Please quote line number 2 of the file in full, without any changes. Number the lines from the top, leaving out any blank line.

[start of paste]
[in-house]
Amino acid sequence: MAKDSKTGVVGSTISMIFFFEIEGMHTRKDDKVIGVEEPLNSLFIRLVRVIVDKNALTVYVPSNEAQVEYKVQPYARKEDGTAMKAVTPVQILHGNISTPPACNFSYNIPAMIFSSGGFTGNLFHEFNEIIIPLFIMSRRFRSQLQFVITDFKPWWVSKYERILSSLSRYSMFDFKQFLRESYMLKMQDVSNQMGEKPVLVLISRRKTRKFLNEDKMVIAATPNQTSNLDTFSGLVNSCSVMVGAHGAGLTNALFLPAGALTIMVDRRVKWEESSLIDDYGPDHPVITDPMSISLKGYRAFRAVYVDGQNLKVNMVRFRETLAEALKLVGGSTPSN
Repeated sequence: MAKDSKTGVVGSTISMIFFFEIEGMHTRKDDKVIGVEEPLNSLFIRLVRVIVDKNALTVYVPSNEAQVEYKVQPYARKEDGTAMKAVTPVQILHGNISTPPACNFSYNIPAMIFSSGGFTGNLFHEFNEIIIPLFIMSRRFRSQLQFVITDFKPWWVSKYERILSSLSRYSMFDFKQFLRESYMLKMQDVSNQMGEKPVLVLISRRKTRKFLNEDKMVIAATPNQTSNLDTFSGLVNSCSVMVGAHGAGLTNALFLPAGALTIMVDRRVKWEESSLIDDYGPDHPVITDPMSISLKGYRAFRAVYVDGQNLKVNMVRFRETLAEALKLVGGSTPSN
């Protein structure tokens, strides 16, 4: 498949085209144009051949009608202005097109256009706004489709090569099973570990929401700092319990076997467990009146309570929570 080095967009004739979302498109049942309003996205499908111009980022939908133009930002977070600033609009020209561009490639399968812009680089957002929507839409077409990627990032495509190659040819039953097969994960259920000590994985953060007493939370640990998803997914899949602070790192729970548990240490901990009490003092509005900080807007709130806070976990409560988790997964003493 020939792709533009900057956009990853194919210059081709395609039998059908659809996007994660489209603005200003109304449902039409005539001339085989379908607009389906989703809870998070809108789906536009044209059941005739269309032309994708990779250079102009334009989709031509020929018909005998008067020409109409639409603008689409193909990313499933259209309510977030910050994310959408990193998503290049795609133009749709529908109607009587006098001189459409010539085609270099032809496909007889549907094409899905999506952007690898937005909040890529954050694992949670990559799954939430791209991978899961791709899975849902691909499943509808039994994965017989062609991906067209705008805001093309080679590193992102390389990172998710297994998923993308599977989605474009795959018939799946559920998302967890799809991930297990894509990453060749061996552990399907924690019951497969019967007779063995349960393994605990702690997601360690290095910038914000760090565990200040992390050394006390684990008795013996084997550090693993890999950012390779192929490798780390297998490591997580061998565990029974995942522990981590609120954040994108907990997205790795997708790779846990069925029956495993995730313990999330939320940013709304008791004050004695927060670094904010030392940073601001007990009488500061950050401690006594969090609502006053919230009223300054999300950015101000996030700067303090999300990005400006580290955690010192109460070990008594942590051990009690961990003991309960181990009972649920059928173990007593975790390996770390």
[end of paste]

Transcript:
Amino acid sequence: MAKDSKTGVVGSTISMIFFFEIEGMHTRKDDKVIGVEEPLNSLFIRLVRVIVDKNALTVYVPSNEAQVEYKVQPYARKEDGTAMKAVTPVQILHGNISTPPACNFSYNIPAMIFSSGGFTGNLFHEFNEIIIPLFIMSRRFRSQLQFVITDFKPWWVSKYERILSSLSRYSMFDFKQFLRESYMLKMQDVSNQMGEKPVLVLISRRKTRKFLNEDKMVIAATPNQTSNLDTFSGLVNSCSVMVGAHGAGLTNALFLPAGALTIMVDRRVKWEESSLIDDYGPDHPVITDPMSISLKGYRAFRAVYVDGQNLKVNMVRFRETLAEALKLVGGSTPSN